It’s Spring! At last!

Happy April, Readers! Wow. Can you believe it? We’re into the fourth month of the year already. Doesn’t seem like we should be, due in part, I think, to the fact the cold temps seem to have hung on and hung on and … well. No need to say more.

To celebrate the arrival of spring, I’m sharing some pix of some of my beautiful flowers to add to the optimism the season can bring. Granted, these are pix from years past—still a bit early for these glorious beauties to be adding color to my yard for this year.

Finally, this week we have been experiencing warmer temps and enjoying spring-like weather that feels ohhh, so good. Although, the weatherman says that is supposed to change for us again next week. Sounds like a flashback of winter is on the agenda. Joy. ;-)

Spring is a busy time around my house. It’s a time where the school year is winding down with a flurry activity, from spring concerts, field trips, and track meets and graduations, to gearing up for summer and all it has to bring including horse shows, 4-H horse practices, county fairs, gardening and lawn care, and working in the hay field. Somewhere in around all of that stuff I still have to find time to write. After all, writing is my job. And let me tell you, those books don’t write themselves!

After being cooped up for months, spring is also a great time to grab a good book, pull out the lawn chair, and sit and relax out on the deck or patio, soaking up the awakening earth and the warmth of the sun, that is if you don’t suffer with seasonal allergies! I like to take advantage and grab my computer and write while enjoying the balmy temps. Sweet.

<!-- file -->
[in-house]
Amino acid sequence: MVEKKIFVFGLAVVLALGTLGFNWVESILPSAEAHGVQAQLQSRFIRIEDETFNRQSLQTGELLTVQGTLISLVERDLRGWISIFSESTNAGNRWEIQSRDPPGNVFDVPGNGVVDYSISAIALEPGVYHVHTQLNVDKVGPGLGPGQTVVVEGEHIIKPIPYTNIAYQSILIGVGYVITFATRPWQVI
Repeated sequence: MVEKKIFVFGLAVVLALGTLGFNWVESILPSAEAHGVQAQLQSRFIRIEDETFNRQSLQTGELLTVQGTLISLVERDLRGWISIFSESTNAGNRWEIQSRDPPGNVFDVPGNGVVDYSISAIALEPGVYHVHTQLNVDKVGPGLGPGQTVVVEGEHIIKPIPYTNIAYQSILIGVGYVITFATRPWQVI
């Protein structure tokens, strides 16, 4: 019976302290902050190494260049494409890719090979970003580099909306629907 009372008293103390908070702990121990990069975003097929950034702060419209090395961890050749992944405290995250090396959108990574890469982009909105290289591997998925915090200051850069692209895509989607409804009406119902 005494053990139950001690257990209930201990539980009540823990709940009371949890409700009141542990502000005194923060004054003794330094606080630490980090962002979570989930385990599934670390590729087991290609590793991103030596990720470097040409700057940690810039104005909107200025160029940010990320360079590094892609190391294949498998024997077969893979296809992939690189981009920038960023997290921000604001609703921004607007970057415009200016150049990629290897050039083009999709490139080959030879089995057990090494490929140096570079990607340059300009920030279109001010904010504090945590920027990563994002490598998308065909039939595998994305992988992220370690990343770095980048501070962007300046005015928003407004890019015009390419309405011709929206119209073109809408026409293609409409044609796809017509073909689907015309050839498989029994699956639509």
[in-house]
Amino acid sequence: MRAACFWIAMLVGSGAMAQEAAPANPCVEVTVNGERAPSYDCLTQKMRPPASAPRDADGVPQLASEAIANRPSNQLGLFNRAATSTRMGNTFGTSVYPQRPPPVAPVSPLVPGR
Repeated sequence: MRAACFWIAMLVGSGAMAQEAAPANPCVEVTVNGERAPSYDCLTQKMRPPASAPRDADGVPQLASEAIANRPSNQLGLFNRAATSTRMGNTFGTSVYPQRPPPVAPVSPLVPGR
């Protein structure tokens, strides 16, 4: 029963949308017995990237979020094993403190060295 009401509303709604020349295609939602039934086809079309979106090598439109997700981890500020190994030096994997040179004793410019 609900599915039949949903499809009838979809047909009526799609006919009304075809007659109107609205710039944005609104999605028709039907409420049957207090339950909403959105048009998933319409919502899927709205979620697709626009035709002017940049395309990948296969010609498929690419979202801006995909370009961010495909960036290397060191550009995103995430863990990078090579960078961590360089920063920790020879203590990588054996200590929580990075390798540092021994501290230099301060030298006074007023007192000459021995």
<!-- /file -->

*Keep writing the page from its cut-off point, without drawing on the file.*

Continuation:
What’s on your agenda for this spring? Tilling the garden? Adding some new flowers to your yard? A spring vacation? Making a dent in your TBR pile?

Whatever it might be, have a great spring. I’ll see you all back here in May!
Sherry James

amazon.combarnes & noble

Kiss That Book Goodbye…When A Title Becomes Orphaned

Last month I had an unsettling experience that I’m still processing. The publishing house that had released my only full-length title, Rekindled Dreams, closed and my novel was orphaned. The house was Entranced Publishing and since mid-March, I’ve heard all sorts of not-nice things about the owner. I don’t choose to dwell on the negative and am not joining the bandwagon of those who are looking for any sign of this woman attempting a new publishing venture. But I am ticked off that she absconded with my royalties (plus I’ll never know how many copies of the title were sold) and didn’t pay those she had contracts with like the editors and graphic artists.

I’ve been a published author since 2006 and so thought I’d done my homework. My initial contact was an online pitch session offered through Romance University, a website that has been around for several years. I spent an hour doing online research to check out the company. Although I knew Entranced Publishing had only been in business a year, I believed in the possibilities of starting with a new company and being part of its growth.